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June 3, 2011
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*While Chemwatch has taken all efforts to ensure the accuracy of information in this publication, it is not intended to be comprehensive or to render advice. Websites rendered are subject to change.
Emergency Permits for Mouse Baits
Some states are experiencing mouse plagues. Farmers are faced with extensive mouse control programs to protect crops. There is an effective vertebrate poison product registered for mice control on the market. However, farmers argue that it is too expensive. In addition, some have expressed the view that supplies of it are limited. Accordingly, they have supported an Emergency Use Permit (EUP) application to the Australian Pesticide and Veterinary Medicine Authority (APVMA) to allow on-farm mixing of the active constituent (zinc phosphide) with grain. An emergency use permit provides authority to use an unregistered product or active constituent (or one registered for a different purpose) in an emergency situation. An emergency situation is loosely defined in the APVMA legislation as one where there is a genuinely believed need for the use of the product or constituent. Because the definition is broad, the APVMA has developed broad policies to guide action. These include the principle that an EUP is time-limited to address a need, will generally not be issued when there is product registered for the proposed use with good availability, and that EUPs will generally not be issued on the basis of a cost preference. These matters aside, in considering a permit application the APVMA must be satisfied that the use of the product concerned will be safe in terms of human health, the environment, trade and occupational health and safety (OHS). Supporting data relating to the proposed use must be supplied with the application for the APVMA to make an assessment. The APVMA has been involved in many discussions with farmer groups, state government officials and registrants over several months on mice control issues.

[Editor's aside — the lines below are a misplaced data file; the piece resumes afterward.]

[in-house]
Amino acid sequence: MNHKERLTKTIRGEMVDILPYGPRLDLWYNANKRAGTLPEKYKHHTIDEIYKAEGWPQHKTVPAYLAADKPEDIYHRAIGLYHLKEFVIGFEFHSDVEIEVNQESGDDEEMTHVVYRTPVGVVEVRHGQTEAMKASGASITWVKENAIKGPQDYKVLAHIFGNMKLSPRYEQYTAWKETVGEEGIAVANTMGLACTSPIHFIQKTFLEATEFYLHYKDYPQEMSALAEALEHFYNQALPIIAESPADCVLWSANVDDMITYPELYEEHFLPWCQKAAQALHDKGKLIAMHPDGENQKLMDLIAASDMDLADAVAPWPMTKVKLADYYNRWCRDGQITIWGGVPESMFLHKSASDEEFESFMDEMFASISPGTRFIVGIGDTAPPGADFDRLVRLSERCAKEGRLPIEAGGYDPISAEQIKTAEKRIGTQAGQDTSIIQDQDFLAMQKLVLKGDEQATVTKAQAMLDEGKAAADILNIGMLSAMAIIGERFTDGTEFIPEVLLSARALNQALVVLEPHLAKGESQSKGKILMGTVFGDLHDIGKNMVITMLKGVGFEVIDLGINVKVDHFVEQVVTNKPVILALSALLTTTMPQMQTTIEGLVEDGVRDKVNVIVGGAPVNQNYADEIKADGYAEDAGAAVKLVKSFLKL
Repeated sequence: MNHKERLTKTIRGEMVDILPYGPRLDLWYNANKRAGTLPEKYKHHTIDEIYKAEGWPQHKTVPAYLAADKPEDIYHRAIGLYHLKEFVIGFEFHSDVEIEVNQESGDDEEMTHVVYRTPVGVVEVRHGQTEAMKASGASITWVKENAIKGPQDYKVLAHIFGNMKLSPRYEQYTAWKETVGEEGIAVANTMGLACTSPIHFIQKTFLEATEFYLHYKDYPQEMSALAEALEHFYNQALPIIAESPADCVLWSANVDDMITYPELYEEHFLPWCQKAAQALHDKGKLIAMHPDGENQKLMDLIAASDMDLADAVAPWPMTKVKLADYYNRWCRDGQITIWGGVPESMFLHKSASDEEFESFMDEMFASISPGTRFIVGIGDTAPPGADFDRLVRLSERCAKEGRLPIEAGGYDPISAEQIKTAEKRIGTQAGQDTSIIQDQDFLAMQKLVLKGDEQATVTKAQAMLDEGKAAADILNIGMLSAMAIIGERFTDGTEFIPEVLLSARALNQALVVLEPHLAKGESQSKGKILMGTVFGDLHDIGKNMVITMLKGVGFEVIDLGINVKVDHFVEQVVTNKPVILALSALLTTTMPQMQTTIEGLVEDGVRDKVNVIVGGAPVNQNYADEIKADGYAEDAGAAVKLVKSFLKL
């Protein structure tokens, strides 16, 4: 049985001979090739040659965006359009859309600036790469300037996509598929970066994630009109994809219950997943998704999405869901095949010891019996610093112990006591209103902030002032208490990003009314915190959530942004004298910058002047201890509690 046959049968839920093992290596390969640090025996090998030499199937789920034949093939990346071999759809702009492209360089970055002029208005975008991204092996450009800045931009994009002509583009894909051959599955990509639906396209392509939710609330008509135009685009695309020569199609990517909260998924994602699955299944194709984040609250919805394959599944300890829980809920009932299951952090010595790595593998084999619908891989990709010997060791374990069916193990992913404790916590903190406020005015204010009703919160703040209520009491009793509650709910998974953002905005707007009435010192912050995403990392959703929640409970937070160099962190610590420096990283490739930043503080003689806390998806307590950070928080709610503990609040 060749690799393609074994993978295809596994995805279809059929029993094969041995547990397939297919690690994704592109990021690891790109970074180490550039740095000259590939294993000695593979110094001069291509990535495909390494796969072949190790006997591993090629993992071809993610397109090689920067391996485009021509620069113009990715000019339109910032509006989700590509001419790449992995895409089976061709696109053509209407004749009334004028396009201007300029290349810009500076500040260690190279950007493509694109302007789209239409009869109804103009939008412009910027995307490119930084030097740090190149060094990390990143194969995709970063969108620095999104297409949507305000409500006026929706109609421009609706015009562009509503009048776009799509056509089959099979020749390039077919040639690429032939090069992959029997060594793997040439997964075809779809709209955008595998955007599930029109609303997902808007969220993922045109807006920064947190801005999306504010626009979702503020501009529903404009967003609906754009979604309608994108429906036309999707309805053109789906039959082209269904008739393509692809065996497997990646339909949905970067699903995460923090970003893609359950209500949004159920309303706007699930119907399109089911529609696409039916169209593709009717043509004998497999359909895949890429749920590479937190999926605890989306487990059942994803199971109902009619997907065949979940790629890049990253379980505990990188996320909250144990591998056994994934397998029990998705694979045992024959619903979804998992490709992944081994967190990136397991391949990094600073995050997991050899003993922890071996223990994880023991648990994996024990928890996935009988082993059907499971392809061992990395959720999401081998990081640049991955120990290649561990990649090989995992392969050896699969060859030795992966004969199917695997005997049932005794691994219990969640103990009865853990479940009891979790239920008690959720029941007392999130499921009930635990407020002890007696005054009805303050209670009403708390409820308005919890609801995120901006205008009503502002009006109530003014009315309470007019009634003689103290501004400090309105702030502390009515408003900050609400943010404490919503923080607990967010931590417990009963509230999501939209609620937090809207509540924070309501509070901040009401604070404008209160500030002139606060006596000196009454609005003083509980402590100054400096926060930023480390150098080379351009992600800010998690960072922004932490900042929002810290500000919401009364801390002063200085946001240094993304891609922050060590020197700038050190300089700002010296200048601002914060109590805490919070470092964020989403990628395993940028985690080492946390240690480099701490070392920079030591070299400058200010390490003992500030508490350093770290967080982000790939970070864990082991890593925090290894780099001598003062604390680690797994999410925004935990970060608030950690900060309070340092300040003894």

In these discussions a range of zinc phosphide options have been discussed including the use of unsterilised grain (to make the product cheaper), regional bait mixing stations as well as the idea of on-farm mixing. The APVMA has consistently raised the issue that, apart from the policy issues, the major concern with any option that involved farmers mixing the product themselves is ensuring operator and bystander safety. Zinc phosphide is a Schedule 7 poison. This is the highest level of scheduling and substances with this scheduling level are labelled as ‘dangerous poisons’. There are access restrictions to Schedule 7 poisons at state level, but even then, there are very real OHS concerns. On this basis, the APVMA advised that any permit application that involved on farm application would need extensive data from reputable studies that could demonstrate that the health risks could be effectively managed. Furthermore, the APVMA advised that it would have less concerns if the states or grower groups could develop regional bait mixing stations where risks to operators and bystanders could be more effectively controlled. An emergency use permit for on-farm mixing of zinc phosphide with grain was received and accepted on Thursday 5 May. The permit is being assessed. Discussions with stakeholders about the application and alternative options are ongoing.
APVMA, 13 May 2011 http://www.apvma.gov.au
Preliminary announcement on agvet chemicals regulation reform
In 2010, the Australian Government identified the regulation of agricultural and veterinary (agvet) chemicals as an important area of reform. In a post-budget breakfast speech on Wednesday 11 May, Senator the Hon. Joe Ludwig, Minister for Agriculture, Fisheries and Forestry provided initial details of the reform to agvet chemical regulation in Australia. This follows consultation on the November 2010 policy discussion paper, Better Regulation of Agricultural and Veterinary Chemicals. While the reform focuses on a range of areas, the Minister’s speech gave an insight into three of the reform outcomes: